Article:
Students bring ‘positive influence’ to local little leaguers

Jonah Newman

Courtesy photo

Rob Gunderson started playing little league baseball in kindergarten. Thirteen years later, when he got a message on the Sigma Phi Epsilon e-mail list in the spring of his freshman year asking for help coaching a local little league team, he jumped at the opportunity.

“I always knew that I wanted to do something for my child’s team, whether they play baseball, basketball or whatever, and I figured now was a good time to see what it’s like,” the Weinberg senior and former Daily business manager said. “And I absolutely fell in love with it.”

Gunderson coaches Orrington Realty, one of 10 teams in the Pony League, a league for 13- to 15-year-olds under the umbrella of the Evanston Baseball and Softball Association. Now in his fourth year, Gunderson is the team’s head coach, with assistants Paul Zolkind, a Weinberg senior, and Elliot Zharnitsky, a Weinberg junior. Next year, Zharnitsky will take over as head coach and hopefully bring another fraternity member to the coaching team, Gunderson said.

“I hope that 10 years down the road, it will still be like that,” he said.

Evanston Baseball and Softball Association is the main baseball and softball league in Evanston, with five baseball and four softball leagues, in addition to a number of traveling leagues, co-President Michael Weber said. Overall, more than 1,600 kids from Evanston and the surrounding area play with the association each spring and summer, he said.

Northwestern students have been coaching in the Pony League for at least four years, said Henry Kleschen, the league’s commissioner. A number of students, including NU wide receiver Eric Peterman, have served as umpires.

Parents lauded the NU students’ enthusiasm and ability to connect with students.

“They’re a lot cooler than us,” said parent Brian Brady. “(The kids) probably listen and respect them more than they respect us.”

Brady, whose son Russell plays on Orrington Realty, said he has a lot of respect for the students who take time out of their busy schedules to coach baseball.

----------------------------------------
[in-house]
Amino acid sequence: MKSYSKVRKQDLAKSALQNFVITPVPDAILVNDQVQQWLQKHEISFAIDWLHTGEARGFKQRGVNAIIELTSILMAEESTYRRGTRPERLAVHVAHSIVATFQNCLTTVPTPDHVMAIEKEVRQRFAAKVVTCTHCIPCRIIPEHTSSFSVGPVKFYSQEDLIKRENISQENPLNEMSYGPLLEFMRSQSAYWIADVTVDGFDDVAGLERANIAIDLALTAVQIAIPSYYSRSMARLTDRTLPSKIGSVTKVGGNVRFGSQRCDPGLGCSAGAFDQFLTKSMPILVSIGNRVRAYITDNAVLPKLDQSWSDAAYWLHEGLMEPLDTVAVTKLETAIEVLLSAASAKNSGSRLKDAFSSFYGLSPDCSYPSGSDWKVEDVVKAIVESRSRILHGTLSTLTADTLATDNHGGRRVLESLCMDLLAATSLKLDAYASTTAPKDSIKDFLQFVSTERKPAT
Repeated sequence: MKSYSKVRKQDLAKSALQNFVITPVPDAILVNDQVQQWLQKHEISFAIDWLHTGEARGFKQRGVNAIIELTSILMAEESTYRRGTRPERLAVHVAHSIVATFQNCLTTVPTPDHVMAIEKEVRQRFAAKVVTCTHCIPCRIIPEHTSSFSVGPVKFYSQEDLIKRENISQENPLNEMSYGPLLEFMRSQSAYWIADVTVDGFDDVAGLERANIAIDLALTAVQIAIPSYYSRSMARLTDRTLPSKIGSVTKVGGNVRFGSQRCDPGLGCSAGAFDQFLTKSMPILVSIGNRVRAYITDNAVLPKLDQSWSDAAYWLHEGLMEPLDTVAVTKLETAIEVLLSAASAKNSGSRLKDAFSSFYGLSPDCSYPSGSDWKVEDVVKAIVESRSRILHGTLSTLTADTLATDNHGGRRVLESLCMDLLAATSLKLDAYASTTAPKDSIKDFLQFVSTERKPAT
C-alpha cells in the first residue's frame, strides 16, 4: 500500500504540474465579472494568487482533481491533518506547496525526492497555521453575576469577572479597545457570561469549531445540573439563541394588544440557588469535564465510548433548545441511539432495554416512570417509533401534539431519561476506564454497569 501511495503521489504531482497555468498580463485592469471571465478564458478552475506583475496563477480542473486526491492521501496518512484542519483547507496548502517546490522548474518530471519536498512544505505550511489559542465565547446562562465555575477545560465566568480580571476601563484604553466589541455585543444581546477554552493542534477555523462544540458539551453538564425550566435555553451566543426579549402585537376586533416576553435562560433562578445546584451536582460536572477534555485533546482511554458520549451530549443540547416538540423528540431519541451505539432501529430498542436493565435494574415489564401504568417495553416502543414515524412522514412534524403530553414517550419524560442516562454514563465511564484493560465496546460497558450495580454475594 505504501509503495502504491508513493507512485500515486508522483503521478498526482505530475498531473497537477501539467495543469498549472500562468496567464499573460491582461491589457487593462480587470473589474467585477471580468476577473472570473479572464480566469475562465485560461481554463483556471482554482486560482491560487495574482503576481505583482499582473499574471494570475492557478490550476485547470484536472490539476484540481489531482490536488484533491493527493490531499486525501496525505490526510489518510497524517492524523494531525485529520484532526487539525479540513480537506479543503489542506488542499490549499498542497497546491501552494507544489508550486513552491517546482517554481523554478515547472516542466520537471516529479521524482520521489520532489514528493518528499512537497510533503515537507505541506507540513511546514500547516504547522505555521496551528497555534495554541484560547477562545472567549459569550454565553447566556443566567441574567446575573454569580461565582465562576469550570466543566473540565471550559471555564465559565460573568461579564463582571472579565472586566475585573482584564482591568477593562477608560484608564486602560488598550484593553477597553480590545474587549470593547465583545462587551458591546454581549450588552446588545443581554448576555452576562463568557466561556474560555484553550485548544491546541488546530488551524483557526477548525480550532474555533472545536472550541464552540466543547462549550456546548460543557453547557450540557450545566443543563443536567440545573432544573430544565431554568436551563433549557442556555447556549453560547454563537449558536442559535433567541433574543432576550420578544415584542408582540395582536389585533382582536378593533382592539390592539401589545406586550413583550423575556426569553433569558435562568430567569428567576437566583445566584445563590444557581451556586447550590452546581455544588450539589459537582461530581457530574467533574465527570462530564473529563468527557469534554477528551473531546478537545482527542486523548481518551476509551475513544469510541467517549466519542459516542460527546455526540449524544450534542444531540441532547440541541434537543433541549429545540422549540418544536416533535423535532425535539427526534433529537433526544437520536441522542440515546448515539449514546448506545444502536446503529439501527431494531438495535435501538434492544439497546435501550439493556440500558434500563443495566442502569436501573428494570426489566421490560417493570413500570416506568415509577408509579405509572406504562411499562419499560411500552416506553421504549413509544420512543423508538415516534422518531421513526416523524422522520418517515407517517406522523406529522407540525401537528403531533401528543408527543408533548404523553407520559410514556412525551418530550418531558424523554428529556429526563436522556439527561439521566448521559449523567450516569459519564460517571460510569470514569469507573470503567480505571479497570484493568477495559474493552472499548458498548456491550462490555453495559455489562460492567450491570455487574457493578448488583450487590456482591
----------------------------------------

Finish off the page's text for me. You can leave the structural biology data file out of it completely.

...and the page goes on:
“It’s such a community-oriented thing to do,” he said. “It’s really impressive.”

Kleschen said NU students who coach might help bridge the town-gown divide.

“These coaches are like emissaries for Northwestern,” he said.

Michael Schlossberg, a Weinberg senior who started coaching with two of his roommates last year, said he is cognizant of being a representative of NU. But mostly, he just wants to be a role model for his players.

“We try to be a positive influence for them,” he said. “We’re always aware that they’re looking at us, and we try to lead by example.”

With two games every week in addition to regular practices, it can sometimes be hard to juggle coaching and class work.

“It’s not always easy, but the kids come first,” Schlossberg said.

If their teams do well this year, Schlossberg’s priorities may be put to the test, as playoffs are likely to fall in the middle of Senior Week. For Gunderson, the choice is easy.

“I think little league will take priority,” he said.

Gunderson said the little things kept him coming back year after year, like outfielders catching a ball they often miss or a smaller player getting a strong hit.

Or games such as the one Wednesday night, when Orrington Realty stayed neck and neck with Candlelite, one of the best teams in the league. At the bottom of the seventh and final inning, with the score tied and the bases loaded, Orrington’s batter was walked, bringing in the winning run and securing an 8-7 win.

In the team huddle at the end of the game, the players were all smiles.

“This was the best game I’ve seen in my four years of coaching,” Gunderson told them.

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